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« Reply #40 on: November 09, 2013, 04:29:06 PM »

 The Z-bar I meant was for the clutch.
My hood hinges and RS hood striker w/large handle were done in the 80's and still look great though they now have the olive green/gray appearance which the phosphate coating will change to after a few years. The Z-bar and clutch push rod didn't survive as well so I'm looking to redo that.

   Speaking to my friend, he said he knew someone who used an old rectangular stainless steel kitchen sink he found in someones trash and used that for larger parts. He must have made some sort of plug for the drain but the idea sure sounds good and not as costly.
Time to travel around the neighborhood on recycling day!  Grin

Mike
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67 LOS SS/RS L35 Hardtop - Original w/UOIT
67 NOR SS/RS L35 Convertible - Restored
janobyte
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« Reply #41 on: November 09, 2013, 04:49:55 PM »

Ahh , wasn't thinking in that area  Smiley Glad you mentioned it because while the kettles cooking..
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68camaroz28
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« Reply #42 on: November 09, 2013, 07:03:03 PM »

Mike - Just a quick follow up from my previous post. Attached are a couple of pictures of the springs that I used the manganese phosphate on. As you can see, the manganese solution produces a slighter darker finish.
That works well in giving the attaching screws/bolts a little different look as different suppliers had different shades of phosphate to a degree.  As you have found different materials react differently to outcome in color/shade but I try to work that in whenever possible so things do NOT look the same shade. Smiley Nice work Bob........
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Chick
68 Z/28 NOR 01B Orig motor/trans/rear
69 Z/28 NOR 07A Orig Block & GM Cross-ram/carbs
69 L34 Rest. Nova Father/Son Car
69 L78 Surv Nova Purch 4/69 31K miles
67 L89 Corv Tribute
68 Corv 427/400 Orig motor
07 Corv Z06
R 68Z build- http://www.camaros.net/forums/showthread.php?t=182584
janobyte
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« Reply #43 on: November 21, 2013, 10:36:59 AM »

Product came in yesterday from Palmetto , included was a page each of detailed instruction ,adding what has been tried and proven by you guys, I'm really looking forward to start this weekend with some bolts first.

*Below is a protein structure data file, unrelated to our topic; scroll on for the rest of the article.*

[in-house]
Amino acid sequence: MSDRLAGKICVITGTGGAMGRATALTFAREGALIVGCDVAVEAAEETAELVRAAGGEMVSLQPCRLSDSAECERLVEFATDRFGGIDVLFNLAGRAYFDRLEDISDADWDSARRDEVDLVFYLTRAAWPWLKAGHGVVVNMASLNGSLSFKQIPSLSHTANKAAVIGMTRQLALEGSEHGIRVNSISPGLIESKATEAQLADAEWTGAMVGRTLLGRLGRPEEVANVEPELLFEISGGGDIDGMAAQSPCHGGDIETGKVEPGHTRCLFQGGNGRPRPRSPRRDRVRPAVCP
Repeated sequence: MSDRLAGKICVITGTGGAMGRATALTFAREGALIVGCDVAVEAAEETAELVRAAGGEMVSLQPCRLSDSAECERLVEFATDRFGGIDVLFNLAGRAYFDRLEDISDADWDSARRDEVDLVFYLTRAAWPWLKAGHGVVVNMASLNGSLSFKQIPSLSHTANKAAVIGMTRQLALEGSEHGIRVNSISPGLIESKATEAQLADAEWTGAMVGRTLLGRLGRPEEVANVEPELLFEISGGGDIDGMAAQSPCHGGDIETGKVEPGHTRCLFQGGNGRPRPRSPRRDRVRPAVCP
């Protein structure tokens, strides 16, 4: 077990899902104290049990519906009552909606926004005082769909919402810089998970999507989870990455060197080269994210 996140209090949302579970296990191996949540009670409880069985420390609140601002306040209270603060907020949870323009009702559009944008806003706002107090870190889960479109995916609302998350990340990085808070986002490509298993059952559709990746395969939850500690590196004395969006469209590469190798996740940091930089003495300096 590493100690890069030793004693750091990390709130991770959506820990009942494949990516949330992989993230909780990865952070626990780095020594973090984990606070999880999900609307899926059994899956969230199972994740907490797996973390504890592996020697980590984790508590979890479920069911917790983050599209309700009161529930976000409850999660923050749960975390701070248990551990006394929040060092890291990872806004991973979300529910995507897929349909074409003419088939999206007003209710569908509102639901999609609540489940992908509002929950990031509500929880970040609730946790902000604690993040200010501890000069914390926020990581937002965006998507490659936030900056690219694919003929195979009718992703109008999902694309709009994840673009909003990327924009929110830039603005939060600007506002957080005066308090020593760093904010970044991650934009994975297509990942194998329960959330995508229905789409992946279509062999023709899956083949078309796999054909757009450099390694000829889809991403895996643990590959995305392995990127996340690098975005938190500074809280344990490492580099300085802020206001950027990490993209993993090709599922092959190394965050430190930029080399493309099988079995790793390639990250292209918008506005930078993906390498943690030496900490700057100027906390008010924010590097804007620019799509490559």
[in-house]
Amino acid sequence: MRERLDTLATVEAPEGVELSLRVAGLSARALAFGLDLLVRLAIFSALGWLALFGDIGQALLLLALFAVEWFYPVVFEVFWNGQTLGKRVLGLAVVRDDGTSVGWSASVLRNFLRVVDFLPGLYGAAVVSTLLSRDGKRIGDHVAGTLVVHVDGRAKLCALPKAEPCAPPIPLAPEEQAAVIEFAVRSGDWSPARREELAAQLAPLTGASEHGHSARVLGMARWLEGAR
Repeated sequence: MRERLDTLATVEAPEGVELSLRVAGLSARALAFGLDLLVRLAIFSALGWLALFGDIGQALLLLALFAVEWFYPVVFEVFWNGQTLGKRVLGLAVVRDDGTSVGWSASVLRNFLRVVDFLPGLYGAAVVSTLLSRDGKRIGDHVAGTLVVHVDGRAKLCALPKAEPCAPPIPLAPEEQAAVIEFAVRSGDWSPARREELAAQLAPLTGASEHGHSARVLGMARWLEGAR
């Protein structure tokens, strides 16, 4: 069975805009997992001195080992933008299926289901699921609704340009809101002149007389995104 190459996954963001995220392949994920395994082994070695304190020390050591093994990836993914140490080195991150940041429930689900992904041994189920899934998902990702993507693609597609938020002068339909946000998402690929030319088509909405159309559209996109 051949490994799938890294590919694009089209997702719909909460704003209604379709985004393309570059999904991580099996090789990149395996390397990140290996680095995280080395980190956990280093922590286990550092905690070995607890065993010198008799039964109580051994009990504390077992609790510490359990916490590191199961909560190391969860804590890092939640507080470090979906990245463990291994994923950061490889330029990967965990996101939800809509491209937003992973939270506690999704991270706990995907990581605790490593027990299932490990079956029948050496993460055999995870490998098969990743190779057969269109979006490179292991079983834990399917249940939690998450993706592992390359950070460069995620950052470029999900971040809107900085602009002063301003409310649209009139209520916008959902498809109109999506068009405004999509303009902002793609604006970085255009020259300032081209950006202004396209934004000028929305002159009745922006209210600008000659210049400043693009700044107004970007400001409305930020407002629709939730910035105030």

What also arrived yesterday were my parts from "Red Gorilla Restorations" even mailed some change back ! They look great , better than the pics. Even more important to me is another guy out there who not only can be trusted with your irreplaceable parts ,but treats them with the same detail as his own---speaks volumes. I've followed this site many years( almost since it's inception" before becoming active . I've noticed a pattern of the same people--always positive and quick to offer help. Sending my parts out to Darrell was sort of like "paying it forward" good luck in your endeavors ,use me as a reference.
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cook_dw
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« Reply #44 on: November 21, 2013, 07:00:16 PM »

Product came in yesterday from Palmetto , included was a page each of detailed instruction ,adding what has been tried and proven by you guys, I'm really looking forward to start this weekend with some bolts first.

What also arrived yesterday were my parts from "Red Gorilla Restorations" even mailed some change back ! They look great , better than the pics. Even more important to me is another guy out there who not only can be trusted with your irreplaceable parts ,but treats them with the same detail as his own---speaks volumes. I've followed this site many years( almost since it's inception" before becoming active . I've noticed a pattern of the same people--always positive and quick to offer help. Sending my parts out to Darrell was sort of like "paying it forward" good luck in your endeavors ,use me as a reference.

I truly enjoy helping others with their restorations.  It gives me pride to say that I was responsible for something on a beautiful car.  I guess it was something my father implanted in me.  Thank you for giving me the opportunity to do work on your Z. 
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Darrell Cook
1967, 8 & 9 Camaros
RGR
Red Gorilla Restorations
All your restoration and plating needs..
email at redgorillarestorations@gmail.com